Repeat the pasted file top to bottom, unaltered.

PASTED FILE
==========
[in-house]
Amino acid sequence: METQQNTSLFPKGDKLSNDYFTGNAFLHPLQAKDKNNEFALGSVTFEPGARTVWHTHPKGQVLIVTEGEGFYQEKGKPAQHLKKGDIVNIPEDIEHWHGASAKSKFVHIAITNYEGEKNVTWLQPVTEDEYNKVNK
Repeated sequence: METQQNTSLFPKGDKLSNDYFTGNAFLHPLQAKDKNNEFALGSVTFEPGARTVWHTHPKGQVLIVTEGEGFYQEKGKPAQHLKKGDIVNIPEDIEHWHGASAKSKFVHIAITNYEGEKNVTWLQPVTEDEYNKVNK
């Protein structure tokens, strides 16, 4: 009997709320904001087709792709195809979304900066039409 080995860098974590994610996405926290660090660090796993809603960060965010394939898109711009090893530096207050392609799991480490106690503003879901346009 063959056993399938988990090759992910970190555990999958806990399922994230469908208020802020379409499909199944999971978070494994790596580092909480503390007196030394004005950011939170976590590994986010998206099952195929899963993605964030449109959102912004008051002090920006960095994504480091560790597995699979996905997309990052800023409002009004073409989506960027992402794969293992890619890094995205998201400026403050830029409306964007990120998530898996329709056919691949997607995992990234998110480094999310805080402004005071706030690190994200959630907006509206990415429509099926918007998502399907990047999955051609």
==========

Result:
[in-house]
Amino acid sequence: METQQNTSLFPKGDKLSNDYFTGNAFLHPLQAKDKNNEFALGSVTFEPGARTVWHTHPKGQVLIVTEGEGFYQEKGKPAQHLKKGDIVNIPEDIEHWHGASAKSKFVHIAITNYEGEKNVTWLQPVTEDEYNKVNK
Repeated sequence: METQQNTSLFPKGDKLSNDYFTGNAFLHPLQAKDKNNEFALGSVTFEPGARTVWHTHPKGQVLIVTEGEGFYQEKGKPAQHLKKGDIVNIPEDIEHWHGASAKSKFVHIAITNYEGEKNVTWLQPVTEDEYNKVNK
């Protein structure tokens, strides 16, 4: 009997709320904001087709792709195809979304900066039409 080995860098974590994610996405926290660090660090796993809603960060965010394939898109711009090893530096207050392609799991480490106690503003879901346009 063959056993399938988990090759992910970190555990999958806990399922994230469908208020802020379409499909199944999971978070494994790596580092909480503390007196030394004005950011939170976590590994986010998206099952195929899963993605964030449109959102912004008051002090920006960095994504480091560790597995699979996905997309990052800023409002009004073409989506960027992402794969293992890619890094995205998201400026403050830029409306964007990120998530898996329709056919691949997607995992990234998110480094999310805080402004005071706030690190994200959630907006509206990415429509099926918007998502399907990047999955051609």